If this fits with your restaurant's image, why not offer perks for returning customers? It gives them an incentive to drop by regularly. It could be as simple as a punch card that rewards them with a freebie after a certain number of purchases, or a discount if they use your app to place lunchtime orders in advance. Another approach is a system that lets customers accumulate points with every purchase that they can use for a discount or free offer once they reach a certain amount. You might also want to hold an occasional members-only event to reward their loyalty.

Create a referral program

This is especially handy if you specialize in services such as catering or hosting events, since these businesses often thrive on word-of-mouth recommendations. While providing exemplary service will naturally lead to referrals, it doesn't hurt to also offer past customers a discount on a future event to encourage them to recommend your business to other potential customers.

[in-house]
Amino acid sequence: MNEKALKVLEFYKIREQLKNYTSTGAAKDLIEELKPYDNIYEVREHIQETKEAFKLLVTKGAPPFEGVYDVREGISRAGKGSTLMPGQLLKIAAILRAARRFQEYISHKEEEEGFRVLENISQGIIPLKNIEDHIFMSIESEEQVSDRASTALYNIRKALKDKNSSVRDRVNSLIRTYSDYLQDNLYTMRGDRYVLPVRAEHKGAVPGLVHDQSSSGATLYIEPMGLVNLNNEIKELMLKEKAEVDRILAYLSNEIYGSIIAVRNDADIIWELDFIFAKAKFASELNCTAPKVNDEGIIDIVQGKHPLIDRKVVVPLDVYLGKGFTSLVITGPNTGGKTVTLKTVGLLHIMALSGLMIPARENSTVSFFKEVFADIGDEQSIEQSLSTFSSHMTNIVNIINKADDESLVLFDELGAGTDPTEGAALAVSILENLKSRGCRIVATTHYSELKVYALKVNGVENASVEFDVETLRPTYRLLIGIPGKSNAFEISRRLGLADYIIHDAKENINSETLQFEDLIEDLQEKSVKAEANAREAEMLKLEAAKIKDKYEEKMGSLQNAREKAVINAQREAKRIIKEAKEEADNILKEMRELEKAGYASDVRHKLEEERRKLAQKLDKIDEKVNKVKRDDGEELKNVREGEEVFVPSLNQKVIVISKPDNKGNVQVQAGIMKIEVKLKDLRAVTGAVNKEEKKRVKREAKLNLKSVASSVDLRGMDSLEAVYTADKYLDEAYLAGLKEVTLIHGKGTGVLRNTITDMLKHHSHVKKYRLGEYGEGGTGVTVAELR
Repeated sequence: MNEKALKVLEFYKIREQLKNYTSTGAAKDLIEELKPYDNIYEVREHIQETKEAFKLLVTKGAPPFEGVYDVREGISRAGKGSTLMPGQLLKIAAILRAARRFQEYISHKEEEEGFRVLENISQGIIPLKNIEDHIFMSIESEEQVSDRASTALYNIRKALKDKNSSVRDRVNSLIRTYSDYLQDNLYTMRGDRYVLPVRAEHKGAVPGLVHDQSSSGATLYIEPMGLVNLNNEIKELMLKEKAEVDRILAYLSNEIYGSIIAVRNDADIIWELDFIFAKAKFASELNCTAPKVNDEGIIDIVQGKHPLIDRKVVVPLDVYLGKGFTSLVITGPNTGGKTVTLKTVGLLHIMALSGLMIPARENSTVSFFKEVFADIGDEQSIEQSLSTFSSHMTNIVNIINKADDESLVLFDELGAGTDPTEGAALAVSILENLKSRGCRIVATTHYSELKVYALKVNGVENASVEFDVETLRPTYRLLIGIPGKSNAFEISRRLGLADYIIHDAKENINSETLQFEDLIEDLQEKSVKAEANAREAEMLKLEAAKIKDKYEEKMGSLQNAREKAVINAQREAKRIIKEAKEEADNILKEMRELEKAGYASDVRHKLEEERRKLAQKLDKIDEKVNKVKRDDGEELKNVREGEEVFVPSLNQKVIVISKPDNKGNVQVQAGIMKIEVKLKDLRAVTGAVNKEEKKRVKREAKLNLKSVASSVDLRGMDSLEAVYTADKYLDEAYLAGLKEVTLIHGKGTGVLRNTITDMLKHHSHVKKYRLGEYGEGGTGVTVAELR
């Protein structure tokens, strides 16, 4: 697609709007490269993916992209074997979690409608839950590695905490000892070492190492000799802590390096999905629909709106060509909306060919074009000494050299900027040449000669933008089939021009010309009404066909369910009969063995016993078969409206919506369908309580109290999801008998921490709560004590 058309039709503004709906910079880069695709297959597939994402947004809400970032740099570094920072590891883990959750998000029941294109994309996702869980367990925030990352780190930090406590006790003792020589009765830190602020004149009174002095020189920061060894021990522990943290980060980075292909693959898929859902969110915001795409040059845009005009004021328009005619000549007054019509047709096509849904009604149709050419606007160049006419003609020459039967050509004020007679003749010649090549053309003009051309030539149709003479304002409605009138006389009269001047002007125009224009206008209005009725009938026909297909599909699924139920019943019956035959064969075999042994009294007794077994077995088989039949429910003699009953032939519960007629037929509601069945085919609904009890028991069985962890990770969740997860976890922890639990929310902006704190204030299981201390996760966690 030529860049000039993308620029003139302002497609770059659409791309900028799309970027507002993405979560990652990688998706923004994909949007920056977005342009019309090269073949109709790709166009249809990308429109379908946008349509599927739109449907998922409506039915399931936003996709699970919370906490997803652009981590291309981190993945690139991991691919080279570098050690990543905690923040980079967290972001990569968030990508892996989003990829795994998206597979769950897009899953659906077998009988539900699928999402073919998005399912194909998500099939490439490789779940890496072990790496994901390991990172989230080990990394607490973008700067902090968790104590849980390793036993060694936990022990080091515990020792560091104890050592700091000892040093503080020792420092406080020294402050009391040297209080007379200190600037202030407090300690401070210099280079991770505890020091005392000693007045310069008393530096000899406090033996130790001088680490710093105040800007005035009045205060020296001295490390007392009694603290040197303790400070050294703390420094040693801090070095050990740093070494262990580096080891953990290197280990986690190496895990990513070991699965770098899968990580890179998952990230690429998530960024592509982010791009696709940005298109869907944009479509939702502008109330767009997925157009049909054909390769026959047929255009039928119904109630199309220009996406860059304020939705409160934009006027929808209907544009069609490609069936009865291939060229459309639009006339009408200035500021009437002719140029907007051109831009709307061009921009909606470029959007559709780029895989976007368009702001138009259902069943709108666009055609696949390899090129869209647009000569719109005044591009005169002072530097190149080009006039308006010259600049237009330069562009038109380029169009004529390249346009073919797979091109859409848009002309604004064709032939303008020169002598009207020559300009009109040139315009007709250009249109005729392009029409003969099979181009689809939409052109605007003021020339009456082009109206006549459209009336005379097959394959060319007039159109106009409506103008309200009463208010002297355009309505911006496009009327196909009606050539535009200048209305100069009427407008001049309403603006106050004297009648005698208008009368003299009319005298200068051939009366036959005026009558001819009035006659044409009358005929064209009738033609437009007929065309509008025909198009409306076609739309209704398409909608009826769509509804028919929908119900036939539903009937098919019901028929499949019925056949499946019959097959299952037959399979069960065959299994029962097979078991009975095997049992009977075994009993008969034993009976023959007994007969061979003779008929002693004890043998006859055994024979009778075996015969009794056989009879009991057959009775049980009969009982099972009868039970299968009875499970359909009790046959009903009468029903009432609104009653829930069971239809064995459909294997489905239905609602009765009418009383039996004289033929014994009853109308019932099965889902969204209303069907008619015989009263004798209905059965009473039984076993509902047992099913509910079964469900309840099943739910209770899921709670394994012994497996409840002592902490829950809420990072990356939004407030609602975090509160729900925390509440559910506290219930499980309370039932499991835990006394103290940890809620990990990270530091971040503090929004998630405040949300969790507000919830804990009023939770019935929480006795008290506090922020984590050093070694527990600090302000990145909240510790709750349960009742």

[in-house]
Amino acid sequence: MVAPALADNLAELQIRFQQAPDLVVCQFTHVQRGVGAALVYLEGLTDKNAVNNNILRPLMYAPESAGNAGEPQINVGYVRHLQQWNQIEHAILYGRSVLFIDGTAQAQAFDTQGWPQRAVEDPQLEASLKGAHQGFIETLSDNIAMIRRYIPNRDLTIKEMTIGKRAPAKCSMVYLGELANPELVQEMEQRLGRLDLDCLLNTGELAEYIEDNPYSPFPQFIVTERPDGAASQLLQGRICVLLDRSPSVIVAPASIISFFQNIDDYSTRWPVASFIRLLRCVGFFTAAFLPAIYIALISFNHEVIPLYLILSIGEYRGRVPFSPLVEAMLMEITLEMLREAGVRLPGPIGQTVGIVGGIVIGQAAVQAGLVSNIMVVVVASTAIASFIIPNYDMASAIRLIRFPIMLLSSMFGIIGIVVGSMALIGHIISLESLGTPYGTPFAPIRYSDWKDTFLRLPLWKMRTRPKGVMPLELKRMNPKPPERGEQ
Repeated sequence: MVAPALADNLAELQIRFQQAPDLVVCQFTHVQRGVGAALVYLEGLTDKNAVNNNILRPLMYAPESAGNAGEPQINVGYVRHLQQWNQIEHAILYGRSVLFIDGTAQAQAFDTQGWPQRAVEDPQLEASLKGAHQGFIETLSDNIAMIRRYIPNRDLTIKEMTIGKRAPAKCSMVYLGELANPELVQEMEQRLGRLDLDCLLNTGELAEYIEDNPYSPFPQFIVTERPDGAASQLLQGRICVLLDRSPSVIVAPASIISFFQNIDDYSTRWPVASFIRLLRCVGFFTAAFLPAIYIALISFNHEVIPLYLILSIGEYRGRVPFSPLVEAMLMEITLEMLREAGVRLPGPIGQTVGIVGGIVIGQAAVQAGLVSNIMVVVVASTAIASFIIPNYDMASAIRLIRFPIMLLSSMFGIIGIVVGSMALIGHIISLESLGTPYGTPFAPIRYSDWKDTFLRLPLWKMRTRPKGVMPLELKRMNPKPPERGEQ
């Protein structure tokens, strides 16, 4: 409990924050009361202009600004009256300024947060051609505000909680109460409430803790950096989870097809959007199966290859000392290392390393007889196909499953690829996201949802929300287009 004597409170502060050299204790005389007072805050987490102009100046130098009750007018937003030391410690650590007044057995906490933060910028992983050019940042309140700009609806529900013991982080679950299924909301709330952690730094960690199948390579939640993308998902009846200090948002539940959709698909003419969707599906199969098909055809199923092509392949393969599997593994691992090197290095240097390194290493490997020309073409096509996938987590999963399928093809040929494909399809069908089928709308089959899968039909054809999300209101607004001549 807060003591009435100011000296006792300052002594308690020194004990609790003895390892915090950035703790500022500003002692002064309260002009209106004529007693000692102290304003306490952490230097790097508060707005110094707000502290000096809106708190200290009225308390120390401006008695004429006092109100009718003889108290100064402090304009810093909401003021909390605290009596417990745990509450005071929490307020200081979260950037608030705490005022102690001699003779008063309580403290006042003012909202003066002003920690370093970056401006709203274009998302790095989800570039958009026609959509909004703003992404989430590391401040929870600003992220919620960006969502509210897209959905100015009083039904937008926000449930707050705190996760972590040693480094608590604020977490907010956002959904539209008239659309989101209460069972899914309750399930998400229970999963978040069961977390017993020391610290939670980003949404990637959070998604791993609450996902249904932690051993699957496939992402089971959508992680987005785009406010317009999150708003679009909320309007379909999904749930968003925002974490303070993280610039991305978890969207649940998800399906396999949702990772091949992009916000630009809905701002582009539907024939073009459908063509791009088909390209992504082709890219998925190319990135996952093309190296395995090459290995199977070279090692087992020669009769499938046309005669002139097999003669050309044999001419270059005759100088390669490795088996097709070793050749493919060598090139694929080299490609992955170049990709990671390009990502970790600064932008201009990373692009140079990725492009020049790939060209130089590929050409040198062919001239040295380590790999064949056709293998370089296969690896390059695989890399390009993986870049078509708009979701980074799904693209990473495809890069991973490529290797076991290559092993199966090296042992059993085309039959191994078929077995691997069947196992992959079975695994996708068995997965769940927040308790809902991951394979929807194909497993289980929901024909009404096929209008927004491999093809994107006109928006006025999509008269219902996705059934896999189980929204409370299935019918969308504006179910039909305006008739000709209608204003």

Don't underestimate the importance of advertising

Customer loyalty can keep patrons returning to your restaurant, but you still need to find ways to draw in new faces, too. Advertising is a good way to reach potential new customers, and also keep your business top-of-mind with past diners who may not have visited your establishment lately. One thing to keep in mind before running any ads is to make sure you own the rights to any copy or imagery used in the ads. Otherwise, you may get hit with a trademark infringement lawsuit. Should that happen, your general liability insurance can help pay for court costs.

By focusing your efforts on crafting memorable meals and providing top-notch service, your restaurant should be able to create a loyal base of repeat customers. And with the protection offered by general liability insurance, you'll be able to help ensure your business is able to serve them today, and well into the future.

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Christine Aebischer, Contributing Writer

Christine is a contributing writer who's experienced in a wide range of topics from personal finance and insurance to luxury lifestyles and wellness. She is an accomplished writer, editor, and content marketer with a specialization in service-driven content.